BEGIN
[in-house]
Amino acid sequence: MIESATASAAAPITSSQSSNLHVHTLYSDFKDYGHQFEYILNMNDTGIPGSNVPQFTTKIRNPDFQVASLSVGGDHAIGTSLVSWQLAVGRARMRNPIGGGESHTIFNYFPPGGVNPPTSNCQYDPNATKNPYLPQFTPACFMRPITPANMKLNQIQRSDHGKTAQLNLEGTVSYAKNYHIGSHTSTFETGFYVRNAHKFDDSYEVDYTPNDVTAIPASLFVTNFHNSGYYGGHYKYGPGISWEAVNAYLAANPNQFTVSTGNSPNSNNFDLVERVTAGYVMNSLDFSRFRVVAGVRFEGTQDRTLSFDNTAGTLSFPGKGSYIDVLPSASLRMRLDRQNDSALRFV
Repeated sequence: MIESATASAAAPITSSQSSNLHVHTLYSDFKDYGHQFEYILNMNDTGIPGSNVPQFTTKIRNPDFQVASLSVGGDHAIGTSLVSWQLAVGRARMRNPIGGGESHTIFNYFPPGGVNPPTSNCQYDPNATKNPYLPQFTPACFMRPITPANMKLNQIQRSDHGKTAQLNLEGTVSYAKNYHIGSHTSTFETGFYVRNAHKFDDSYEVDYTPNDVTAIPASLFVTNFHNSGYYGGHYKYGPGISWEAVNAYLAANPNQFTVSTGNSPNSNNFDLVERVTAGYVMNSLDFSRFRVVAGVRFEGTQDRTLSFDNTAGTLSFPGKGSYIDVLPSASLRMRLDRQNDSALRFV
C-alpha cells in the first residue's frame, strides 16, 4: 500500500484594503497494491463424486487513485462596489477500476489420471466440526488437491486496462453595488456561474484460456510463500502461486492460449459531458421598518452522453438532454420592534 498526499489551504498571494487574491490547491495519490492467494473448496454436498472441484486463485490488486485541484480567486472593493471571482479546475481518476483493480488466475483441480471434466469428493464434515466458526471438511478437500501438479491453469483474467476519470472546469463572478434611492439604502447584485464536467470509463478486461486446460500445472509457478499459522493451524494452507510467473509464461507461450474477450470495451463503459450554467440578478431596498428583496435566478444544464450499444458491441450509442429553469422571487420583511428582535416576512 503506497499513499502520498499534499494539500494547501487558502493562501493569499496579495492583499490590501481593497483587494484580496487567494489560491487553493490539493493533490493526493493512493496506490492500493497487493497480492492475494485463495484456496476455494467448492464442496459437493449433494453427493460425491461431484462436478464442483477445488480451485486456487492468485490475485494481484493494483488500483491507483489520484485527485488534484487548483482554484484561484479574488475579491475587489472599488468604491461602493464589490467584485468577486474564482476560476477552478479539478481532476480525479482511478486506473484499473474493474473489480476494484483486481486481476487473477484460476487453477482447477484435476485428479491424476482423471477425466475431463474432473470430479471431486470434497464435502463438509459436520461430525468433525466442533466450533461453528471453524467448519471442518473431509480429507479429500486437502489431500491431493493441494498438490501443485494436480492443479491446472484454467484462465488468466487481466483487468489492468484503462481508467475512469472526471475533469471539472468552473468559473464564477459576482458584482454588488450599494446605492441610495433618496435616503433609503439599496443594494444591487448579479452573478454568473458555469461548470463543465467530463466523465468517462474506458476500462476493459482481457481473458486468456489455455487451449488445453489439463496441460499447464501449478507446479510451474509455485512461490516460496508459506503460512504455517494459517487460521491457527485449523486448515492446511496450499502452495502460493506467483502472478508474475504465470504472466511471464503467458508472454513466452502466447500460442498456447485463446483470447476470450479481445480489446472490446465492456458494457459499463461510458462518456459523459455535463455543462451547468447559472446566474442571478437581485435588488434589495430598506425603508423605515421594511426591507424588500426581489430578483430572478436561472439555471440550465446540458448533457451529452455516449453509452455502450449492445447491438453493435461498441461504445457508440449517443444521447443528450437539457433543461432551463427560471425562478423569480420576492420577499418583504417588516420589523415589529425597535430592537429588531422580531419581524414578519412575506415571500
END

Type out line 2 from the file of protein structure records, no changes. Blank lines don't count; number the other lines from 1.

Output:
Amino acid sequence: MIESATASAAAPITSSQSSNLHVHTLYSDFKDYGHQFEYILNMNDTGIPGSNVPQFTTKIRNPDFQVASLSVGGDHAIGTSLVSWQLAVGRARMRNPIGGGESHTIFNYFPPGGVNPPTSNCQYDPNATKNPYLPQFTPACFMRPITPANMKLNQIQRSDHGKTAQLNLEGTVSYAKNYHIGSHTSTFETGFYVRNAHKFDDSYEVDYTPNDVTAIPASLFVTNFHNSGYYGGHYKYGPGISWEAVNAYLAANPNQFTVSTGNSPNSNNFDLVERVTAGYVMNSLDFSRFRVVAGVRFEGTQDRTLSFDNTAGTLSFPGKGSYIDVLPSASLRMRLDRQNDSALRFV